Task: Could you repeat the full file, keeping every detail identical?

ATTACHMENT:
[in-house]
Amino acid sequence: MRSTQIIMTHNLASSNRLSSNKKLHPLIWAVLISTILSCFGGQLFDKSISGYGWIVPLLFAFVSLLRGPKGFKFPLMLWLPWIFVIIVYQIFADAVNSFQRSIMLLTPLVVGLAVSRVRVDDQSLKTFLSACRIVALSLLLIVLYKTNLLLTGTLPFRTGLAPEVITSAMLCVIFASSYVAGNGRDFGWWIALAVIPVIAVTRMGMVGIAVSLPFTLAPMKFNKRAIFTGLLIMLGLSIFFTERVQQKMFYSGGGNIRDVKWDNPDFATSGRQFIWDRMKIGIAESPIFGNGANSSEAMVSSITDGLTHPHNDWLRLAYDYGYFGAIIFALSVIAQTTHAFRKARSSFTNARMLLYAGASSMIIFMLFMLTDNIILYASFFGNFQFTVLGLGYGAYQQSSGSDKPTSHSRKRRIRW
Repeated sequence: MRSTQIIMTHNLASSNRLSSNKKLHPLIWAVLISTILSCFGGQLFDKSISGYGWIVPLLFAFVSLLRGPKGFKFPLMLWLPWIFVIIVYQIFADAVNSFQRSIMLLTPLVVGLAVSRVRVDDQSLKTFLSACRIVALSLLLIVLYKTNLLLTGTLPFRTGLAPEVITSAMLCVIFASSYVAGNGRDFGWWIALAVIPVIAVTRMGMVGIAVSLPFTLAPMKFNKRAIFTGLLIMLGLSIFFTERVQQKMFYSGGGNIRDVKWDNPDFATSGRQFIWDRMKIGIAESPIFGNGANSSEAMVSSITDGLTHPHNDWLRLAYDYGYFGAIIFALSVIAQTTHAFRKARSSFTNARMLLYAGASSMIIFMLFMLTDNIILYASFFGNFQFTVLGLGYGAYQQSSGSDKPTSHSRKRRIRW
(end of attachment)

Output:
[in-house]
Amino acid sequence: MRSTQIIMTHNLASSNRLSSNKKLHPLIWAVLISTILSCFGGQLFDKSISGYGWIVPLLFAFVSLLRGPKGFKFPLMLWLPWIFVIIVYQIFADAVNSFQRSIMLLTPLVVGLAVSRVRVDDQSLKTFLSACRIVALSLLLIVLYKTNLLLTGTLPFRTGLAPEVITSAMLCVIFASSYVAGNGRDFGWWIALAVIPVIAVTRMGMVGIAVSLPFTLAPMKFNKRAIFTGLLIMLGLSIFFTERVQQKMFYSGGGNIRDVKWDNPDFATSGRQFIWDRMKIGIAESPIFGNGANSSEAMVSSITDGLTHPHNDWLRLAYDYGYFGAIIFALSVIAQTTHAFRKARSSFTNARMLLYAGASSMIIFMLFMLTDNIILYASFFGNFQFTVLGLGYGAYQQSSGSDKPTSHSRKRRIRW
Repeated sequence: MRSTQIIMTHNLASSNRLSSNKKLHPLIWAVLISTILSCFGGQLFDKSISGYGWIVPLLFAFVSLLRGPKGFKFPLMLWLPWIFVIIVYQIFADAVNSFQRSIMLLTPLVVGLAVSRVRVDDQSLKTFLSACRIVALSLLLIVLYKTNLLLTGTLPFRTGLAPEVITSAMLCVIFASSYVAGNGRDFGWWIALAVIPVIAVTRMGMVGIAVSLPFTLAPMKFNKRAIFTGLLIMLGLSIFFTERVQQKMFYSGGGNIRDVKWDNPDFATSGRQFIWDRMKIGIAESPIFGNGANSSEAMVSSITDGLTHPHNDWLRLAYDYGYFGAIIFALSVIAQTTHAFRKARSSFTNARMLLYAGASSMIIFMLFMLTDNIILYASFFGNFQFTVLGLGYGAYQQSSGSDKPTSHSRKRRIRW